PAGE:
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Vitamin E

This is a fat soluble vitamin, composed of a number of substances known collectively as 'tocopherols' - these are subdivided into alpha, beta, gamma and so on. Of these, alpha tocopherol is the most active.

Tocopherol, itself, is derived from two Greek words meaning 'childbearing, since early studies of this vitamin involved fertility problems.

The vitamin is an important antioxidant. It binds oxygen and protects the fats in our bodies from the damaging effects of uncontrolled oxidation, peroxides and free radicals. These peroxides attack body cells, immune cells and cholesterol, reducing resistance and causing the degenerative diseases of ageing, such as arthritis, cancer, diabetes, heart attacks, senility and strokes.

By binding oxygen, vitamin E alleviates some of the primary causes of death and helps to extend life-span. The vitamin also improves cell respiration (a boon to active sports people), promotes fertility and sexual potency.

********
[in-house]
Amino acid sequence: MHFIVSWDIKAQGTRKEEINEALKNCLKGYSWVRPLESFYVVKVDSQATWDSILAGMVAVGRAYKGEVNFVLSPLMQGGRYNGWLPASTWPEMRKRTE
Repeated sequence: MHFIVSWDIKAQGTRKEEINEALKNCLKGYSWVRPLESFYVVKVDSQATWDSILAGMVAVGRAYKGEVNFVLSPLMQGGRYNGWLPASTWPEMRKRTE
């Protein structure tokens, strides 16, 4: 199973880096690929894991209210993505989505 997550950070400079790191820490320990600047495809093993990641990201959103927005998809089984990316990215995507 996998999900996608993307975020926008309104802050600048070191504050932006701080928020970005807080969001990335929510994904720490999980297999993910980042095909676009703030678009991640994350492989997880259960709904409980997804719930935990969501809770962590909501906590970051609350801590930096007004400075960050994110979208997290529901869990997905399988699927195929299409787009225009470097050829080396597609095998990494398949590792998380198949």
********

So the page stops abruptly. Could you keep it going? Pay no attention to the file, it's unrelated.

Deficiency symptoms include fatigue and premature ageing, varicose veins and the slow healing of wounds.

The best natural sources are eggs, green leafy vegetables, grains, soybeans and wheat germ.

The Recommended Daily Allowance (RDA) is 15 i.u for adults and 10.5 i.u for children, however most nutritionists recommend between 100 and 1,000 i.u. See 'Vitamin', 'Vitamin B Complex', 'Vitamin B2', 'VitaminB5', 'Vitamin B6', 'Vitamin B12','Vitamin B15'; 'Vitamin C', 'Vitamin K', 'Vitamin P'. For more information on nutrition, see 'Nutrients A to Z' by Dr. Michael Sharon; Prion Books.

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